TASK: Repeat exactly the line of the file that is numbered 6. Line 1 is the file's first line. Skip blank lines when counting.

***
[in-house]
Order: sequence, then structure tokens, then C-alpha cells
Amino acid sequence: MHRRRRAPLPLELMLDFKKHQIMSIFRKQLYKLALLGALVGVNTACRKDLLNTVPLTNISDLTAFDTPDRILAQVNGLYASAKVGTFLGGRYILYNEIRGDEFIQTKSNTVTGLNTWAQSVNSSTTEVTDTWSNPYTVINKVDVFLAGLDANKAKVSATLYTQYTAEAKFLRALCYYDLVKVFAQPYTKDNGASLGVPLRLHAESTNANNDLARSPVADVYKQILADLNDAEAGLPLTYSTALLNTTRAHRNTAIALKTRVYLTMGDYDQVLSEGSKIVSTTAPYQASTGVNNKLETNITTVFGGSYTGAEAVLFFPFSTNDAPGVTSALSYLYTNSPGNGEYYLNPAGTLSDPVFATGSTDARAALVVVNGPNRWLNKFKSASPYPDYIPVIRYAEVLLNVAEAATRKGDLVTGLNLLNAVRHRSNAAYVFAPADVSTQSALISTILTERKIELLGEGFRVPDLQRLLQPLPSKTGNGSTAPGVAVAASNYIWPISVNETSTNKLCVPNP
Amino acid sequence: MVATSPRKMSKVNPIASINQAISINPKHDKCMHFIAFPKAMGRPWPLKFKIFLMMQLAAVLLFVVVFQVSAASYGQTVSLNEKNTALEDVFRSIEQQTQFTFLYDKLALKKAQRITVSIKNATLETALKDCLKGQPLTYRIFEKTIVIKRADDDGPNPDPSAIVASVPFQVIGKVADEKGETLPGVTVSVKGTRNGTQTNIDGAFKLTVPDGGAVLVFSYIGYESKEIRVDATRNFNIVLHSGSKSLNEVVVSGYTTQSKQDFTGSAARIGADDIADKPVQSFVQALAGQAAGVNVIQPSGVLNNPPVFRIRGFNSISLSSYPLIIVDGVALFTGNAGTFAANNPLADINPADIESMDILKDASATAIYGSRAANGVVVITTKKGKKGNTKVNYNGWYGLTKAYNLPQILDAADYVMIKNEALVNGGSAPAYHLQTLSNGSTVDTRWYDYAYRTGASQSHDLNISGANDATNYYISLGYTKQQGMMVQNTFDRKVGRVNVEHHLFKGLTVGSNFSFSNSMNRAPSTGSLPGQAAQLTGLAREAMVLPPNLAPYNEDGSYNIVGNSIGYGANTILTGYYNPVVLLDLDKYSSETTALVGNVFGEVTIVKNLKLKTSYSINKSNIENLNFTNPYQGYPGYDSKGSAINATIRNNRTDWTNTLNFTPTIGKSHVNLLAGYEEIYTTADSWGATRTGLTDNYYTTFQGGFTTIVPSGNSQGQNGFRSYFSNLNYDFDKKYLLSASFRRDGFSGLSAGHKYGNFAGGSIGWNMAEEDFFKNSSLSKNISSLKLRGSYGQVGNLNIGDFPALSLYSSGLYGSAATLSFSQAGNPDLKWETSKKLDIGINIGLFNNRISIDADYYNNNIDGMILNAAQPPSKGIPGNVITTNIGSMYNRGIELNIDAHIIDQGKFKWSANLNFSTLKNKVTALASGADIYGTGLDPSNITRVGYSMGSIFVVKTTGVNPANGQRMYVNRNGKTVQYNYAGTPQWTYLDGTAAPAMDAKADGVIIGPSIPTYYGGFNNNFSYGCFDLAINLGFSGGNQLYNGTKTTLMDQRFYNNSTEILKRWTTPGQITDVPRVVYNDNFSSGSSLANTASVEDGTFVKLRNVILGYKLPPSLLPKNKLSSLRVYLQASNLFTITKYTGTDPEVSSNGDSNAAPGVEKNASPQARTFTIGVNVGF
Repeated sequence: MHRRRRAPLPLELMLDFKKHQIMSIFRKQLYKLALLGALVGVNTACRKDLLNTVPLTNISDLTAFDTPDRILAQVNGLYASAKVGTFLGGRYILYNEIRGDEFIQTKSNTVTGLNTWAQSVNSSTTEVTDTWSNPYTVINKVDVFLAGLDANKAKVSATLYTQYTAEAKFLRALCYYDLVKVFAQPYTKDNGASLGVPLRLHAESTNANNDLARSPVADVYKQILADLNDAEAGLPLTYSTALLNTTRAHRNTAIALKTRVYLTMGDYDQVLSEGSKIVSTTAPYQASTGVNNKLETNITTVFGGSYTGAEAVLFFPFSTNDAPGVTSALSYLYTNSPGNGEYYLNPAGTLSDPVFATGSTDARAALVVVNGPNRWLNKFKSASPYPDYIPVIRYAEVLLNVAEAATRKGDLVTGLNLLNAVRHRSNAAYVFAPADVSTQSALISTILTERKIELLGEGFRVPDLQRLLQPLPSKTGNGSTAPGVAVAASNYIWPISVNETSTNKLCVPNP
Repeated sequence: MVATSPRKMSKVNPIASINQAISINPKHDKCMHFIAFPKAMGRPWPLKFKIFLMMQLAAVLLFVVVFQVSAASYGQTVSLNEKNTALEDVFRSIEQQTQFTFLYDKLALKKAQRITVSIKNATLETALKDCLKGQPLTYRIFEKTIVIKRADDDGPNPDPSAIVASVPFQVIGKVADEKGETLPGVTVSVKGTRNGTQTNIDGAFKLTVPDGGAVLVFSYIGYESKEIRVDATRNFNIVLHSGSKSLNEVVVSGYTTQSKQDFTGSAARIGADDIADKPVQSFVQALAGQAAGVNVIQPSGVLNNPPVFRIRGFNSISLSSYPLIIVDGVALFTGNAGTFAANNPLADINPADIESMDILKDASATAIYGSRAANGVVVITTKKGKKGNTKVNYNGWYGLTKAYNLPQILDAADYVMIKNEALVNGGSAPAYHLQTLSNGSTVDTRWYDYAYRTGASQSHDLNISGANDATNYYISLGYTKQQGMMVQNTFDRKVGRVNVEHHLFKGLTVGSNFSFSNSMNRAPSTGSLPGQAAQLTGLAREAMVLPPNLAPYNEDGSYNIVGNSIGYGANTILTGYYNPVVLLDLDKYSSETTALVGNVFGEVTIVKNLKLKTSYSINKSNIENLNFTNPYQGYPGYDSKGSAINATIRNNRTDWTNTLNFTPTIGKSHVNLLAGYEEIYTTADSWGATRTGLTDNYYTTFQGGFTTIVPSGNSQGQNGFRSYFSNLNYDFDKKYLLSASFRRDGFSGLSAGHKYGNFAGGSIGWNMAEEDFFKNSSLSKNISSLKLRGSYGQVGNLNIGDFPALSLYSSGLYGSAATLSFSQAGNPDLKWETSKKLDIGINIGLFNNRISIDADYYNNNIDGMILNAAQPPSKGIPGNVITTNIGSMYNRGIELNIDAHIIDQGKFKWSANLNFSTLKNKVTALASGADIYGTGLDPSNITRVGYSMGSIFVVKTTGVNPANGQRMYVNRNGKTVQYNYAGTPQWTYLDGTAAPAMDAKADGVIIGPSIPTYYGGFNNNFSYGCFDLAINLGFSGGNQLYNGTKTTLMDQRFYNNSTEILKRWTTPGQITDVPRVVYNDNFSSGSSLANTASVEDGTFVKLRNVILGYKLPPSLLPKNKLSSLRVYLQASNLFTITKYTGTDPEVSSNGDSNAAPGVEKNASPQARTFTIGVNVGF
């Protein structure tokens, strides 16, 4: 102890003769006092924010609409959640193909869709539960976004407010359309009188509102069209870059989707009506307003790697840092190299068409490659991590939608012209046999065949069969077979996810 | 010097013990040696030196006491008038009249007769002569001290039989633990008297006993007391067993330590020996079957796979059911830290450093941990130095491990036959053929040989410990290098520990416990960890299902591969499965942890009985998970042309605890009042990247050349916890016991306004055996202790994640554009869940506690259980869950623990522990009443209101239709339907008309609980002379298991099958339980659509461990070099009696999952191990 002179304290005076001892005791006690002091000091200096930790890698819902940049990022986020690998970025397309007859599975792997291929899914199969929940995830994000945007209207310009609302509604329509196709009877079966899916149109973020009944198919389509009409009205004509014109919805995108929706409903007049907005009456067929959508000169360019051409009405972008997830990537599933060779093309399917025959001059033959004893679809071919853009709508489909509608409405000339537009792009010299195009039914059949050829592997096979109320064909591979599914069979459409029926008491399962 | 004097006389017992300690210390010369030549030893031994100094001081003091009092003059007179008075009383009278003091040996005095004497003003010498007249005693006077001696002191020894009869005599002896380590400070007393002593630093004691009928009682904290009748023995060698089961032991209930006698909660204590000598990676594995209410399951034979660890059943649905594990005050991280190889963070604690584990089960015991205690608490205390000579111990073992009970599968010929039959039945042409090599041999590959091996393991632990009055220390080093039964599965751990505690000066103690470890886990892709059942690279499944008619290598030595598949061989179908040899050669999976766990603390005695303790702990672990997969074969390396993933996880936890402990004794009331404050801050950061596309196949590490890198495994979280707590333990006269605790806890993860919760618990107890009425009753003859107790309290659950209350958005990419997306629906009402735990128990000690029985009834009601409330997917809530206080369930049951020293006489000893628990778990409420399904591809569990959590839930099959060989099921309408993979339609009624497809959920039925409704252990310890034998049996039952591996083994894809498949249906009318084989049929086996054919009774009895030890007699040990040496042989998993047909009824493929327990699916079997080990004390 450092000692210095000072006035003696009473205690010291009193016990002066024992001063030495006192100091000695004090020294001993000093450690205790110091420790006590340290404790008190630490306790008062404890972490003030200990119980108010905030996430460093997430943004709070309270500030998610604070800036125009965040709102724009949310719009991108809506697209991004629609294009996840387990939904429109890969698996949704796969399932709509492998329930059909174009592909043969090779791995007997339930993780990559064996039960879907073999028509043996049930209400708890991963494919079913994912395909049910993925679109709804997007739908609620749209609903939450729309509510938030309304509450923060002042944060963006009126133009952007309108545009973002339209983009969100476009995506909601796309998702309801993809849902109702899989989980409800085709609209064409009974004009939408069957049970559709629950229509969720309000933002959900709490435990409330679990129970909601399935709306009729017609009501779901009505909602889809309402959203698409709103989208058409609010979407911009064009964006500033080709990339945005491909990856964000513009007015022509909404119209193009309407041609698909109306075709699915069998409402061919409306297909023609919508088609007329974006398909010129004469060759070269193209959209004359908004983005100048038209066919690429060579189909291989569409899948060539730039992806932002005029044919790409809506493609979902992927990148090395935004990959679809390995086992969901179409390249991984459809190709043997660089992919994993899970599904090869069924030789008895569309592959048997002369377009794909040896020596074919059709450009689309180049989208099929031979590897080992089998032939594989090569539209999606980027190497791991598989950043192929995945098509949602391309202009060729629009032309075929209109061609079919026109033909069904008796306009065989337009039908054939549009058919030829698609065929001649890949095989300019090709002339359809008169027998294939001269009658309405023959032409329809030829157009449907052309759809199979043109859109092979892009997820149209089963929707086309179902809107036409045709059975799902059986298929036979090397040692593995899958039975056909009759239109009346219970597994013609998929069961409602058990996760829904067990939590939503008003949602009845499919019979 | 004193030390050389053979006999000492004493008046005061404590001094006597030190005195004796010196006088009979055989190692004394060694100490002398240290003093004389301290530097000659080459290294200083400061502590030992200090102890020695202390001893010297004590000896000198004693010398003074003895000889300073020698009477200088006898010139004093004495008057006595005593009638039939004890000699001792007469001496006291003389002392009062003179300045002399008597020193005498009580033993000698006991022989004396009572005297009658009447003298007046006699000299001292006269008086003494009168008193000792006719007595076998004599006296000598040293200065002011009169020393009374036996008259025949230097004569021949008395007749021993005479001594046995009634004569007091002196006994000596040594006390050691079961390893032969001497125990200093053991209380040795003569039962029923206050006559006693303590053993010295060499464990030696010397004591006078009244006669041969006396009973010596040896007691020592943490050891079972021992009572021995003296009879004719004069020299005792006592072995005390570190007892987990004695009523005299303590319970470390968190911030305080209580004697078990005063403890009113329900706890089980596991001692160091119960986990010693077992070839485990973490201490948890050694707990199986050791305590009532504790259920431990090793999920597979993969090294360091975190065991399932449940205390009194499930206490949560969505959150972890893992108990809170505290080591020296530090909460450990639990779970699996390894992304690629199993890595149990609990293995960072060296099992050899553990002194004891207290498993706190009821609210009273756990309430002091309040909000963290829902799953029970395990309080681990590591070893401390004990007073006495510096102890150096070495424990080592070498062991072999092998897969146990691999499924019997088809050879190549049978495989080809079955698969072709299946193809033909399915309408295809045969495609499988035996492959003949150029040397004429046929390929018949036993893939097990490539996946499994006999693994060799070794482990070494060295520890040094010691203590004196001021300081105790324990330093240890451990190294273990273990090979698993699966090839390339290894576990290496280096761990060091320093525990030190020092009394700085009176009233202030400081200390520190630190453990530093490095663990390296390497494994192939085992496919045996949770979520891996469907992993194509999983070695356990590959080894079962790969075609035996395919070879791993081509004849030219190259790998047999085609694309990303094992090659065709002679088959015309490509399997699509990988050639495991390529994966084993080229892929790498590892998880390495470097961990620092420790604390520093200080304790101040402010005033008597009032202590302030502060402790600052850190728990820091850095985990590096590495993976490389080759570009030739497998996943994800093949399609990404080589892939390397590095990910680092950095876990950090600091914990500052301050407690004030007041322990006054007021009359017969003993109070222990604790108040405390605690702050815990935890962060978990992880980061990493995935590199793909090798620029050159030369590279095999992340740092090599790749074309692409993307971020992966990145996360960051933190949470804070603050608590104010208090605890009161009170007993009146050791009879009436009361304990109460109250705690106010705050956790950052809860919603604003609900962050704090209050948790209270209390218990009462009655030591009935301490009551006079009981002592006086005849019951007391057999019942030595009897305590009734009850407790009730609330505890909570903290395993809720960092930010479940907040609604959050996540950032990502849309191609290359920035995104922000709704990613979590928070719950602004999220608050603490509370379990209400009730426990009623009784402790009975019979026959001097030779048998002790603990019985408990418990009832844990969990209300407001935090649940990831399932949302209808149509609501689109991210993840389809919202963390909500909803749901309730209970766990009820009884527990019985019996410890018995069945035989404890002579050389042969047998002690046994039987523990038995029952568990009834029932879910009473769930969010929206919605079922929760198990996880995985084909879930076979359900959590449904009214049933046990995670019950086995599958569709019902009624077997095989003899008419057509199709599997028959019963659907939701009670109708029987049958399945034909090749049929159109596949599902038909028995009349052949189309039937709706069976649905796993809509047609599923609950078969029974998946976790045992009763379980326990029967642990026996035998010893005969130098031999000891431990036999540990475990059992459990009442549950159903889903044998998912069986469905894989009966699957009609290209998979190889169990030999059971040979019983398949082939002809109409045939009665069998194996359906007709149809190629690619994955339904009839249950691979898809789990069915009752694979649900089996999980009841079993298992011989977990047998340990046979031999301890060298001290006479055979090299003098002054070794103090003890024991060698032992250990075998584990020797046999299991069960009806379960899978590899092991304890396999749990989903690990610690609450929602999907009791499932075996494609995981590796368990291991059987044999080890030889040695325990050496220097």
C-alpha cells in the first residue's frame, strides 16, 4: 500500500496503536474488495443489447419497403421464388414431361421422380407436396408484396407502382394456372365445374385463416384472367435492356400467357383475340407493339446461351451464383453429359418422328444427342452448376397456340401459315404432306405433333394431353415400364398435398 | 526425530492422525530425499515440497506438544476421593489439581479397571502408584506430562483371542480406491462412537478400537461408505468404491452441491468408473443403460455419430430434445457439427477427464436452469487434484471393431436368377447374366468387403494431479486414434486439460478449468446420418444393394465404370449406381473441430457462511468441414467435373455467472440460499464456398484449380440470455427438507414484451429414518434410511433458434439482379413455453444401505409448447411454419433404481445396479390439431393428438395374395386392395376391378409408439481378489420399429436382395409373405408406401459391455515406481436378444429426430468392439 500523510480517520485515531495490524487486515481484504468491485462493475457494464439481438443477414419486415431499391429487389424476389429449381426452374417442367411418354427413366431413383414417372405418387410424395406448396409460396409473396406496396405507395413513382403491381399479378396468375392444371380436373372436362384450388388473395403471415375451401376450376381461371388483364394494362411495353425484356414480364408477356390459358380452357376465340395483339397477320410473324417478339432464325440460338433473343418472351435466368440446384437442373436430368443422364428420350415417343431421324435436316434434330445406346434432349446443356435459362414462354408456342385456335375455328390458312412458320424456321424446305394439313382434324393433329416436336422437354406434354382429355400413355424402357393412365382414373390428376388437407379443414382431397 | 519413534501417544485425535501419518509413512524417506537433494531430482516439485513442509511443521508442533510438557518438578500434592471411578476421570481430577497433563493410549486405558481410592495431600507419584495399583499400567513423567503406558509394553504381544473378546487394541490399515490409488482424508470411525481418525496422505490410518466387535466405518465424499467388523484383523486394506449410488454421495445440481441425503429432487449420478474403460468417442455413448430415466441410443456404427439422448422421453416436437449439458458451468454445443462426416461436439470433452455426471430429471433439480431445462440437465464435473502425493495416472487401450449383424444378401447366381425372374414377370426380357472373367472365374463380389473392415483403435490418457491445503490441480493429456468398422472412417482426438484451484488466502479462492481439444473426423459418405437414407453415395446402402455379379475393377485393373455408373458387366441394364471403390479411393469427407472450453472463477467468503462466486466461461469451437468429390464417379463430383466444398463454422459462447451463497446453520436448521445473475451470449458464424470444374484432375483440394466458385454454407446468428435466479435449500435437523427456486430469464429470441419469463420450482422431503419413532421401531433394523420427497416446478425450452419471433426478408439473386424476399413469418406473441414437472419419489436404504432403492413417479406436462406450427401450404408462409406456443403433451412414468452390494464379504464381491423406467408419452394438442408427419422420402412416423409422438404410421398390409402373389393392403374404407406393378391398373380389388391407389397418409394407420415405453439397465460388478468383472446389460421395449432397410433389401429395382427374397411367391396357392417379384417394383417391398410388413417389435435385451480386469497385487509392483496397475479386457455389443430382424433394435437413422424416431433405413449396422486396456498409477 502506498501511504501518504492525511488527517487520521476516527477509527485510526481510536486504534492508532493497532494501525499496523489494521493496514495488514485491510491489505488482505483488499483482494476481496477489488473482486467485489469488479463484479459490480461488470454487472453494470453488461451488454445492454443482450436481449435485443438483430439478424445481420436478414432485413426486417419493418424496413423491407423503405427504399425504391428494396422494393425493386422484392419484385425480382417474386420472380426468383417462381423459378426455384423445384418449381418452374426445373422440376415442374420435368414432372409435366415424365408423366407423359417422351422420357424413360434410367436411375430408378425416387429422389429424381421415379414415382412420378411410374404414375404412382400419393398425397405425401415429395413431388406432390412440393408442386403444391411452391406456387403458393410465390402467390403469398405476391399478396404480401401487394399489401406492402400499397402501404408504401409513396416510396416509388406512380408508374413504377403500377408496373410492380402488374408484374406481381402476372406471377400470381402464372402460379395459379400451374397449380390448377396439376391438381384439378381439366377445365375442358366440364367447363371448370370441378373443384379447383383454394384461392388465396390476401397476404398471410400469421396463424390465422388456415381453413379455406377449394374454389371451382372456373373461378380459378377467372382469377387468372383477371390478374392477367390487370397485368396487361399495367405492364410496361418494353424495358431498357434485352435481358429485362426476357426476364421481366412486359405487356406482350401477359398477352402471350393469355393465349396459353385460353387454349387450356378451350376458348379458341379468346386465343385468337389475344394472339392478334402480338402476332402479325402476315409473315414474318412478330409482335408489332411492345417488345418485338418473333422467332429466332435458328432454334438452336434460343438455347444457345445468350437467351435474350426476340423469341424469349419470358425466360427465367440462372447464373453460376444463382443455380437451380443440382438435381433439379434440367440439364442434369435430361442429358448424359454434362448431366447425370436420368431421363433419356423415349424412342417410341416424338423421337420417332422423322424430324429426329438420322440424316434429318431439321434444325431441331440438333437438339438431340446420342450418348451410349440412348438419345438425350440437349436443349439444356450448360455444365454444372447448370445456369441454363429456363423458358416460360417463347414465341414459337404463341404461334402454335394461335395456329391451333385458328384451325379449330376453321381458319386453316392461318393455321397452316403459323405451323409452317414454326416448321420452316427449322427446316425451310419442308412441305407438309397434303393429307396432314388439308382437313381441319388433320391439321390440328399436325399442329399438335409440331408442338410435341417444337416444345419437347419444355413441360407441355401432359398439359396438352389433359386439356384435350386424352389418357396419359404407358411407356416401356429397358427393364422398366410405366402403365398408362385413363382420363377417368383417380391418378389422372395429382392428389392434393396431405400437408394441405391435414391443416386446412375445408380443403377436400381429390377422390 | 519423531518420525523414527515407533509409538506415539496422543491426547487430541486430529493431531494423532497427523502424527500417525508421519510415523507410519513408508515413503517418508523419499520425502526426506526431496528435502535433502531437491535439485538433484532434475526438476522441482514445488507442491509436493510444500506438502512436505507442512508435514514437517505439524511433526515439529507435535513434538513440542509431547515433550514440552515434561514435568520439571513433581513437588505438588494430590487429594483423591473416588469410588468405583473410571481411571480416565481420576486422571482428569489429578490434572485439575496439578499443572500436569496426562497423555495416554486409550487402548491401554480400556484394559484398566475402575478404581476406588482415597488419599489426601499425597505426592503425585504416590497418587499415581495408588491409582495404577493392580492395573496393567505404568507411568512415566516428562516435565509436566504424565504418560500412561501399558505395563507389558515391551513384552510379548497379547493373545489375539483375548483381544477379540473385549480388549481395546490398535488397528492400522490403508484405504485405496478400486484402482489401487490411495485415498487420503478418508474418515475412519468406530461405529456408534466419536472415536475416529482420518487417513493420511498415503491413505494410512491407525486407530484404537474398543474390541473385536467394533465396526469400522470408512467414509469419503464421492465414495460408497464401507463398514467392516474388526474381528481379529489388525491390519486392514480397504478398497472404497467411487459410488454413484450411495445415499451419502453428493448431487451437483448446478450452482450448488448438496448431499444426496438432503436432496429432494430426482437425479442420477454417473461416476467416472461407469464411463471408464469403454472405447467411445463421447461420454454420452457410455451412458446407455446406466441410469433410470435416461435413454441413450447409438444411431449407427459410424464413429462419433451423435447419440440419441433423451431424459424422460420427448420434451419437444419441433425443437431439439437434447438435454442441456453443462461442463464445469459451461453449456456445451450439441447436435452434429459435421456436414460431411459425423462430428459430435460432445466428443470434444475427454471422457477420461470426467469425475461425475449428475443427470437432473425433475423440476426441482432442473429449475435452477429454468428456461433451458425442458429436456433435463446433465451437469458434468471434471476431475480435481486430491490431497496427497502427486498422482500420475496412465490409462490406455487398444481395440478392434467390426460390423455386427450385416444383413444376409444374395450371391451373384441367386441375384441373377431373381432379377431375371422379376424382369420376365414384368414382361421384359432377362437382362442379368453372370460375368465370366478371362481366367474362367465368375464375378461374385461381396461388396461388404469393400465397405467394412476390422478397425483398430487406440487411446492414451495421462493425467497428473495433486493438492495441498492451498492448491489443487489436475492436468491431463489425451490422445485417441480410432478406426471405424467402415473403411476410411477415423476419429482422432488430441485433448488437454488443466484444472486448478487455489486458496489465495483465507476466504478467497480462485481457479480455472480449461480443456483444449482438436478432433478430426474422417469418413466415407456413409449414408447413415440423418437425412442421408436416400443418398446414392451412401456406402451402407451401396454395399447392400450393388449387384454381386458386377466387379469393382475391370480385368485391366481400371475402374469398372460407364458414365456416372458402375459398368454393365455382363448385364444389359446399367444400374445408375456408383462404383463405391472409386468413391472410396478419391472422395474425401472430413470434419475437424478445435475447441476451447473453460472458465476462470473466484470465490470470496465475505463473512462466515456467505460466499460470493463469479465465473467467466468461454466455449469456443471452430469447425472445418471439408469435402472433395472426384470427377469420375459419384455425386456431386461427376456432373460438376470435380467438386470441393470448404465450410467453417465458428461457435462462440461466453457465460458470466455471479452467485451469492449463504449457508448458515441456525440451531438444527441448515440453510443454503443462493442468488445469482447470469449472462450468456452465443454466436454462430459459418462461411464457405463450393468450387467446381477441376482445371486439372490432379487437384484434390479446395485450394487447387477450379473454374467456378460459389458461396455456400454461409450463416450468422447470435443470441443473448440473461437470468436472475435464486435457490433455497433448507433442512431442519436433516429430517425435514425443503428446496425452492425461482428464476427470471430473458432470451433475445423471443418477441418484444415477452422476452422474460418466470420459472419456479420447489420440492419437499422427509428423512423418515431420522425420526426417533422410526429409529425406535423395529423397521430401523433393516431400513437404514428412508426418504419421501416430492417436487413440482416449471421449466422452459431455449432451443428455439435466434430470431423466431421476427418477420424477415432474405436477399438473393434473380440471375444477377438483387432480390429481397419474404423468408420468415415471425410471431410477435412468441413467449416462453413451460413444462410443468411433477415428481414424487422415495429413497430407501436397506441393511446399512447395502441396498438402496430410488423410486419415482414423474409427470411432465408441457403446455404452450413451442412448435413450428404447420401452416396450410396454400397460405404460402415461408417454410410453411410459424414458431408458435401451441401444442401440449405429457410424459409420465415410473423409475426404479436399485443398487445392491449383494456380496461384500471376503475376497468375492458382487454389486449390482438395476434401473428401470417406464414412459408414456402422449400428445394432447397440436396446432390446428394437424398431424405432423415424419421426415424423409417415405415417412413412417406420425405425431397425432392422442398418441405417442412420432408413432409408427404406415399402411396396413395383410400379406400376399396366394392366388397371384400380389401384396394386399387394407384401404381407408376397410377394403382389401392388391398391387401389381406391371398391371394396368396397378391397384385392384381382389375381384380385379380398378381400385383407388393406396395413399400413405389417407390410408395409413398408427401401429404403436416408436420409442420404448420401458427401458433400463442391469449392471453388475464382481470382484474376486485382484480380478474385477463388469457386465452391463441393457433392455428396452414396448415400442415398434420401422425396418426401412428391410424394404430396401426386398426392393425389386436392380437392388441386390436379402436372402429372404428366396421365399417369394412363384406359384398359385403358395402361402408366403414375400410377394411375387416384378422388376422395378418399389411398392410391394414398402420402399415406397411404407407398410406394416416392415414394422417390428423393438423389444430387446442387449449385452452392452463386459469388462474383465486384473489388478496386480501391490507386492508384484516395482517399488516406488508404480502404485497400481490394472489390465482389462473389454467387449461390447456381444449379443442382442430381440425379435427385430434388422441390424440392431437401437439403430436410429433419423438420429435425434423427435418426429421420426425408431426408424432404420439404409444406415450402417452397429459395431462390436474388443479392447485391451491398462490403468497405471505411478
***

Repeated sequence: MVATSPRKMSKVNPIASINQAISINPKHDKCMHFIAFPKAMGRPWPLKFKIFLMMQLAAVLLFVVVFQVSAASYGQTVSLNEKNTALEDVFRSIEQQTQFTFLYDKLALKKAQRITVSIKNATLETALKDCLKGQPLTYRIFEKTIVIKRADDDGPNPDPSAIVASVPFQVIGKVADEKGETLPGVTVSVKGTRNGTQTNIDGAFKLTVPDGGAVLVFSYIGYESKEIRVDATRNFNIVLHSGSKSLNEVVVSGYTTQSKQDFTGSAARIGADDIADKPVQSFVQALAGQAAGVNVIQPSGVLNNPPVFRIRGFNSISLSSYPLIIVDGVALFTGNAGTFAANNPLADINPADIESMDILKDASATAIYGSRAANGVVVITTKKGKKGNTKVNYNGWYGLTKAYNLPQILDAADYVMIKNEALVNGGSAPAYHLQTLSNGSTVDTRWYDYAYRTGASQSHDLNISGANDATNYYISLGYTKQQGMMVQNTFDRKVGRVNVEHHLFKGLTVGSNFSFSNSMNRAPSTGSLPGQAAQLTGLAREAMVLPPNLAPYNEDGSYNIVGNSIGYGANTILTGYYNPVVLLDLDKYSSETTALVGNVFGEVTIVKNLKLKTSYSINKSNIENLNFTNPYQGYPGYDSKGSAINATIRNNRTDWTNTLNFTPTIGKSHVNLLAGYEEIYTTADSWGATRTGLTDNYYTTFQGGFTTIVPSGNSQGQNGFRSYFSNLNYDFDKKYLLSASFRRDGFSGLSAGHKYGNFAGGSIGWNMAEEDFFKNSSLSKNISSLKLRGSYGQVGNLNIGDFPALSLYSSGLYGSAATLSFSQAGNPDLKWETSKKLDIGINIGLFNNRISIDADYYNNNIDGMILNAAQPPSKGIPGNVITTNIGSMYNRGIELNIDAHIIDQGKFKWSANLNFSTLKNKVTALASGADIYGTGLDPSNITRVGYSMGSIFVVKTTGVNPANGQRMYVNRNGKTVQYNYAGTPQWTYLDGTAAPAMDAKADGVIIGPSIPTYYGGFNNNFSYGCFDLAINLGFSGGNQLYNGTKTTLMDQRFYNNSTEILKRWTTPGQITDVPRVVYNDNFSSGSSLANTASVEDGTFVKLRNVILGYKLPPSLLPKNKLSSLRVYLQASNLFTITKYTGTDPEVSSNGDSNAAPGVEKNASPQARTFTIGVNVGF